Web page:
To wrap up a special legislative session on highway funding, Arkansas Governor Asa Hutchinson signed a measure that will generate close to $300 million over two years to help pay for upgrades to the state’s roads and...
- The Tax Policy Blog
- State of the Union: Corporations Continue to Flee
State of the Union: Corporations Continue to Flee
Last night, the President said this about corporate tax reform:
“Both Democrats and Republicans have argued that our tax code is riddled with wasteful, complicated loopholes that punish businesses investing here, and reward companies that keep profits abroad. Let’s flip that equation. Let’s work together to close those loopholes, end those incentives to ship jobs overseas, and lower tax rates for businesses that create jobs here at home.”
Meanwhile, Chrysler said this about corporate tax reform:
Fiat announced the merged company would be named Fiat Chrysler Automobiles N.V., a Dutch firm (also known as a Dutch NewCo), though for tax purposes it will be considered a resident of Britain.
And the pharmaceutical company Actavis, formerly of New Jersey, said this:
Two months after Actavis announced the reincorporation to Ireland, Gilbert, the Bank of America analyst, asked on a conference call if [CEO] Bisaro could comment on the “tax rate land grab that is going on.”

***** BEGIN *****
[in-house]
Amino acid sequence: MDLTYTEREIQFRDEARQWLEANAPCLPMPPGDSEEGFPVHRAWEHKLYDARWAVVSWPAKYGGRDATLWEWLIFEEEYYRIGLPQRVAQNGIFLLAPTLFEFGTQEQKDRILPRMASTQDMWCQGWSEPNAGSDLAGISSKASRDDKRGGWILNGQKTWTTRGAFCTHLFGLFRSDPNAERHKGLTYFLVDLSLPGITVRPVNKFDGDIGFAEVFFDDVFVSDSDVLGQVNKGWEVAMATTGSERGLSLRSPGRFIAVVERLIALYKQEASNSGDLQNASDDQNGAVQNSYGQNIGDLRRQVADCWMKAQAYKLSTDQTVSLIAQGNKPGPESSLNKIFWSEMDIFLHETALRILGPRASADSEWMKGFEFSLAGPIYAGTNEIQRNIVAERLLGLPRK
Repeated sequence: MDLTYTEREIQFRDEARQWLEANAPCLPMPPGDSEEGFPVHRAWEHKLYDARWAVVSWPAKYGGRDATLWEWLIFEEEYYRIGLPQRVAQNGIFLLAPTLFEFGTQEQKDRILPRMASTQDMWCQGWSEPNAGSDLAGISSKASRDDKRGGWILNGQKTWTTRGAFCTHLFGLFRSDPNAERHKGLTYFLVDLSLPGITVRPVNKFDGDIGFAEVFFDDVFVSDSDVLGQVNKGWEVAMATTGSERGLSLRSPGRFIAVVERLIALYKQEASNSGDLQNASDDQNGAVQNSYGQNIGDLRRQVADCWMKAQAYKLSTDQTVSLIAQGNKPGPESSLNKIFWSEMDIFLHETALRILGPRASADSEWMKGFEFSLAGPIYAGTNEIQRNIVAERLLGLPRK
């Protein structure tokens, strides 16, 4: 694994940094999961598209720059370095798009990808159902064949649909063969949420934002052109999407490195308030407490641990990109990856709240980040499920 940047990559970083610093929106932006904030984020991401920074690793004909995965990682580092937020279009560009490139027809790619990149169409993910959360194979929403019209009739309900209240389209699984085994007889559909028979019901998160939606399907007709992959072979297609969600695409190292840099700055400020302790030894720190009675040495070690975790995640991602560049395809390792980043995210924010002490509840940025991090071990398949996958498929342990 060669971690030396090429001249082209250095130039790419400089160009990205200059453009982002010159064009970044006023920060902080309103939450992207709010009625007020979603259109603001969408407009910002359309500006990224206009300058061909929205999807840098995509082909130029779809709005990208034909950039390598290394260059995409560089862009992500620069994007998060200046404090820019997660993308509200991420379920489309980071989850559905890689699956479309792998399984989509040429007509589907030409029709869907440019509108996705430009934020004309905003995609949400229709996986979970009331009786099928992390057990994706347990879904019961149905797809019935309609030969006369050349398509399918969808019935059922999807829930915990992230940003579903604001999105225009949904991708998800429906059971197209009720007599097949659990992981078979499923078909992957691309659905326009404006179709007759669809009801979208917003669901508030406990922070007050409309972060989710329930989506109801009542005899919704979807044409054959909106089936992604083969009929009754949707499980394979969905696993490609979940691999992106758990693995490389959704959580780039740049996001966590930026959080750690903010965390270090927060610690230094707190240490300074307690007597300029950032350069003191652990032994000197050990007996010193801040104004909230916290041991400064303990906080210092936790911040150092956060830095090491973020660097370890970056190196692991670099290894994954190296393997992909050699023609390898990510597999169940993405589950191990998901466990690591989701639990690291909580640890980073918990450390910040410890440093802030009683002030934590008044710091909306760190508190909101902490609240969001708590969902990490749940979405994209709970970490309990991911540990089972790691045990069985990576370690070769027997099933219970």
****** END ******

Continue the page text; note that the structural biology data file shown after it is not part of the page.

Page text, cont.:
“Unfortunately we have a tax structure in the United States that’s putting companies in the U.S. at a disadvantage,” Bisaro said. “We won’t be at a disadvantage anymore. And I think other companies have to take a look at that. It just makes economic sense.”
And Bloomberg said this:
Since 2012, at least 13 large U.S. companies have announced or completed shifts of legal address, which tax experts call “inversions,” to lower-tax nations such as Ireland and Switzerland…
So many pharmaceutical companies are switching addresses that bankers are pitching takeovers of Irish drugmakers based on the tax benefits. Gregg Gilbert, a Bank of America Corp. drug analyst, dubbed it a “tax rate land grab.”
And Jim Beam said Sayonara:
And the OECD said this:
Follow William McBride on Twitter
Get Email Updates from the Tax Foundation
We will never sell or share your information with third parties.
Join the Tax Foundation's fight for sound tax policy Go
About the Tax Policy Blog
The Tax Policy Blog is the official blog of the Tax Foundation, a non-partisan, non-profit research organization that has monitored tax policy at the federal, state and local levels since 1937. Our economists welcome your feedback. If you would like to send an e-mail to the author of a blog post, please click on that person's name to locate his or her e-mail address or visit our staff page here.